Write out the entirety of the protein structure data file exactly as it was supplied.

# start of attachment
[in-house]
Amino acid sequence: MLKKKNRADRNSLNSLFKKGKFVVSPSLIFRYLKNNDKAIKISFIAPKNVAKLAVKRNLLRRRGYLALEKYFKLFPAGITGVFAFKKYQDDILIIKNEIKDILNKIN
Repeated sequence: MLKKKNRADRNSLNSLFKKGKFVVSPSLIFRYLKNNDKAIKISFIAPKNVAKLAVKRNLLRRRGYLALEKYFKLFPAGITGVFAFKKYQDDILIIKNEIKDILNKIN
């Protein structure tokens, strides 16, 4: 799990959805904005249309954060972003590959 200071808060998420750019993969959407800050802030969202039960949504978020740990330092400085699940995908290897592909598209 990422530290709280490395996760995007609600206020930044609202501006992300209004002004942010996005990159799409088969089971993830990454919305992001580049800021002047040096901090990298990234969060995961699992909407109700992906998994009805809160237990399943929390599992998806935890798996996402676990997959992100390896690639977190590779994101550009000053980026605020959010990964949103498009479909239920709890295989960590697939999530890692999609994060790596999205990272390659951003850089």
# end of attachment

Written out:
[in-house]
Amino acid sequence: MLKKKNRADRNSLNSLFKKGKFVVSPSLIFRYLKNNDKAIKISFIAPKNVAKLAVKRNLLRRRGYLALEKYFKLFPAGITGVFAFKKYQDDILIIKNEIKDILNKIN
Repeated sequence: MLKKKNRADRNSLNSLFKKGKFVVSPSLIFRYLKNNDKAIKISFIAPKNVAKLAVKRNLLRRRGYLALEKYFKLFPAGITGVFAFKKYQDDILIIKNEIKDILNKIN
């Protein structure tokens, strides 16, 4: 799990959805904005249309954060972003590959 200071808060998420750019993969959407800050802030969202039960949504978020740990330092400085699940995908290897592909598209 990422530290709280490395996760995007609600206020930044609202501006992300209004002004942010996005990159799409088969089971993830990454919305992001580049800021002047040096901090990298990234969060995961699992909407109700992906998994009805809160237990399943929390599992998806935890798996996402676990997959992100390896690639977190590779994101550009000053980026605020959010990964949103498009479909239920709890295989960590697939999530890692999609994060790596999205990272390659951003850089």